At 8:00 AM on Monday October 21 a south bound train carrying chlorine gas blocked both exits to Crescent Beach, preventing all morning traffic from entering or exiting the community for over 40 minutes.

The train was immobilized by an “Undesirable Emergency” (UDE) triggered by air loss in the train braking system. Train brakes lock when air is released from the brake lines. Until pressure can be restored, the train can not be split or moved. As a result, BNSF were not able to comply with Transport Canada regulations that prohibit trains from blocking both exits to Crescent Beach for a maximum of 10? 15? minutes.

In a 2010 report to Surrey Mayor (Watts) & council, BNSF claimed:

“…such failures occur approximately once per year system wide throughout North America, with the probability of this happening again at this location being very remote”.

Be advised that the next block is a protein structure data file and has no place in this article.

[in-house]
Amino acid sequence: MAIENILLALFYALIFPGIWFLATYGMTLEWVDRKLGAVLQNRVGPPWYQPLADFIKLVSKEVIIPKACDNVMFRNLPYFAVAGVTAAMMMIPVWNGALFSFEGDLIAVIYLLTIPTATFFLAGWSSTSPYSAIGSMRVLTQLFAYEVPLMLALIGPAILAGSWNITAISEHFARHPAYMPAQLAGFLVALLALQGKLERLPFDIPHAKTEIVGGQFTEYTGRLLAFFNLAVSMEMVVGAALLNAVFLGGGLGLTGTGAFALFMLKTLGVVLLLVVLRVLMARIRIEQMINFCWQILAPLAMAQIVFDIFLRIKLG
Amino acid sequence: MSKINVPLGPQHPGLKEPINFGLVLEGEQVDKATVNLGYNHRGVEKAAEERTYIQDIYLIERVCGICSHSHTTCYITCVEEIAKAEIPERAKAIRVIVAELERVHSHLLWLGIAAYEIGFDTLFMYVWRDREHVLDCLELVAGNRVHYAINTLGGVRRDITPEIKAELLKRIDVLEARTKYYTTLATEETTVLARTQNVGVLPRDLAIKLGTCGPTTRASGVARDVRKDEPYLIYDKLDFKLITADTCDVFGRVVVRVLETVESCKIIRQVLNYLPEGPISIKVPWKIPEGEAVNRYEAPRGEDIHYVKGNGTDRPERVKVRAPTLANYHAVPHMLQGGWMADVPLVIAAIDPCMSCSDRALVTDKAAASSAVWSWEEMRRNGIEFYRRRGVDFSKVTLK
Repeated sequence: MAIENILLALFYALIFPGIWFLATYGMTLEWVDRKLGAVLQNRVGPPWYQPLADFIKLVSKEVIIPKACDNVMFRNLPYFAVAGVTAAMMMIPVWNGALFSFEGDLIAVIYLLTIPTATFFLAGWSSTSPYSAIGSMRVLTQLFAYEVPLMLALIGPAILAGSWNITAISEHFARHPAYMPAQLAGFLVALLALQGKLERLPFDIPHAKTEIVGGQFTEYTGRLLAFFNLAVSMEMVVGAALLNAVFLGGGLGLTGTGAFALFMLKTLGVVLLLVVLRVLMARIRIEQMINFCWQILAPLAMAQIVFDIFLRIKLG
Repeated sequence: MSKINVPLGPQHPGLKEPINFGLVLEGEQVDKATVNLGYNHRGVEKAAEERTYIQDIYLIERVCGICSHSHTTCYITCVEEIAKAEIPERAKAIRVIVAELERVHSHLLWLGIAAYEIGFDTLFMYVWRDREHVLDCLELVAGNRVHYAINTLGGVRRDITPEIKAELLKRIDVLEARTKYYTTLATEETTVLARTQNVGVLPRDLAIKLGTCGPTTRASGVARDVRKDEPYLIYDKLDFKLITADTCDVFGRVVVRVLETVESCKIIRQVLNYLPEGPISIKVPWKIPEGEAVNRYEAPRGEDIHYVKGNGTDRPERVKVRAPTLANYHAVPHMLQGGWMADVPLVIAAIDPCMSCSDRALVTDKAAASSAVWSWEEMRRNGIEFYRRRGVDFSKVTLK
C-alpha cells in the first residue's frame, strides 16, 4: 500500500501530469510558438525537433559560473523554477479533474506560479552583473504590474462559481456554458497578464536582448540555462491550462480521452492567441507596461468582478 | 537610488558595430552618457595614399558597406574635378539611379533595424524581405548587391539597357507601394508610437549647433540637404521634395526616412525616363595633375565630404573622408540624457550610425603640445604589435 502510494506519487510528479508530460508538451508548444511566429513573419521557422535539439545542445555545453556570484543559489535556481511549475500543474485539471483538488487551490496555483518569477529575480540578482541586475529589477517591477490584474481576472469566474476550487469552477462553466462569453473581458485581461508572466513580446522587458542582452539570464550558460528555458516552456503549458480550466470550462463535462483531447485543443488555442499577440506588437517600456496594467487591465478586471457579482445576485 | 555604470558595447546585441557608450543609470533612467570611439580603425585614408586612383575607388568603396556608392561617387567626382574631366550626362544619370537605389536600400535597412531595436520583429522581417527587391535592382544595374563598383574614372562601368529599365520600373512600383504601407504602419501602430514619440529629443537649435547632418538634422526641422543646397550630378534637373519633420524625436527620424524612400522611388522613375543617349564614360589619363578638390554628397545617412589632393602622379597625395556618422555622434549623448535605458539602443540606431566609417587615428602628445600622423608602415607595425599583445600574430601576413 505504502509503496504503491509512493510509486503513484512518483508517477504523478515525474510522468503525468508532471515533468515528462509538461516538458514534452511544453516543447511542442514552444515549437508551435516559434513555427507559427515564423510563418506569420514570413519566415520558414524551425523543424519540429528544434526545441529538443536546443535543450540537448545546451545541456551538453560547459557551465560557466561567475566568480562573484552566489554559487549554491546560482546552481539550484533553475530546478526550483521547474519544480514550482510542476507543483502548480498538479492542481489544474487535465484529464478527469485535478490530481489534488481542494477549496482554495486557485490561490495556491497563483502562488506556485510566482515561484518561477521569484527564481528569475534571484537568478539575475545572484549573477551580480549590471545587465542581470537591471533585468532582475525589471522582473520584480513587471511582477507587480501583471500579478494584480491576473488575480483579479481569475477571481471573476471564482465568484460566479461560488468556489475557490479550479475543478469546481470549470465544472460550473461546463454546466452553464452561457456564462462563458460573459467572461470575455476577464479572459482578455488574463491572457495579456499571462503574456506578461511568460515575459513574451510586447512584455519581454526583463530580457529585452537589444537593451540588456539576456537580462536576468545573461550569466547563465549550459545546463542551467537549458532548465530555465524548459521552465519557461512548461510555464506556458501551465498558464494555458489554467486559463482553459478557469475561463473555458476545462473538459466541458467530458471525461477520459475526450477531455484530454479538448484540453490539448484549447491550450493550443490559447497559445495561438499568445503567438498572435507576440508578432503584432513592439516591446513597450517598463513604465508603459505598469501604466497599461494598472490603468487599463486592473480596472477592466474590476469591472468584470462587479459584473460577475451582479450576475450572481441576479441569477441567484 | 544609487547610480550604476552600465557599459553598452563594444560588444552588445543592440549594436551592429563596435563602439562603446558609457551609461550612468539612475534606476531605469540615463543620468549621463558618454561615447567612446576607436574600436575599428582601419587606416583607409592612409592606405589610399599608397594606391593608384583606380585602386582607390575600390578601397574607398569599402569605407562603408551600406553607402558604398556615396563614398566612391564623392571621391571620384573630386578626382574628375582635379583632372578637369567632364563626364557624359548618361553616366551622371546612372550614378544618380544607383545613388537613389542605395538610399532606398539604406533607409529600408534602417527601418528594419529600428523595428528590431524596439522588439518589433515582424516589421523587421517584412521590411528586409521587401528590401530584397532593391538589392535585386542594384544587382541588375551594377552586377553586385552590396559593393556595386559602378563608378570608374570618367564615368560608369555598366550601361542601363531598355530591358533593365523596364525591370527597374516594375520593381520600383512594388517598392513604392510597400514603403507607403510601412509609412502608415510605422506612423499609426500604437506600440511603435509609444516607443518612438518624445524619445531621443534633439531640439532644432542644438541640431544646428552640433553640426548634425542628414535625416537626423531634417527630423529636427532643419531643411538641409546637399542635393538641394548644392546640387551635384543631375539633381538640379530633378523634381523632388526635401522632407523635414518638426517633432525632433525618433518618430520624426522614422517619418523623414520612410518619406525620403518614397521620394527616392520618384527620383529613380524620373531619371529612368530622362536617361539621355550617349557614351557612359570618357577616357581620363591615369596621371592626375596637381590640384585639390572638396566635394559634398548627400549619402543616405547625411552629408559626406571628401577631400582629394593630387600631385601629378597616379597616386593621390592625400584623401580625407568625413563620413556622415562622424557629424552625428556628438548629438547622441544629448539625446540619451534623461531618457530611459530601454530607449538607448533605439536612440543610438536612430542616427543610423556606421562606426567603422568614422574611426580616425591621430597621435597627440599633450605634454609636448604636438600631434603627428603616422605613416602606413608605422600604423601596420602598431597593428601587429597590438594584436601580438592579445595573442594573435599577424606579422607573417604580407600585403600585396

This is the 5th UDE to happen in Crescent Beach in the past two years, and the second in 2019. In a May 2019 meeting, BNSF assured residents of Crescent Beach, Gordie Hogg, and Transport Canada that new preventative measures would fix the out sized pattern of past failings. The attached graph shows that the historical pattern remains unaltered, despite the best efforts of BNSF.

Today’s event adds pressure that Transport Canada enact a citizen proposal to extend the 15 mph trestle speed limit south, to 24th Ave. This would reduce the need for trains to break or accelerate while traveling around the 24th Ave track curve. The failure also provides further validation of claims that modern freight can not reliably navigate the 24th Ave. track curve, which was not designed to accommodate mile-long, dual-marshalled trains. The province of BC and the federal government have both declined to join Surrey and White Rock’s request to study the feasibility of new and safer track options along the Semiahmoo Bay foreshore.

Erik Seiz


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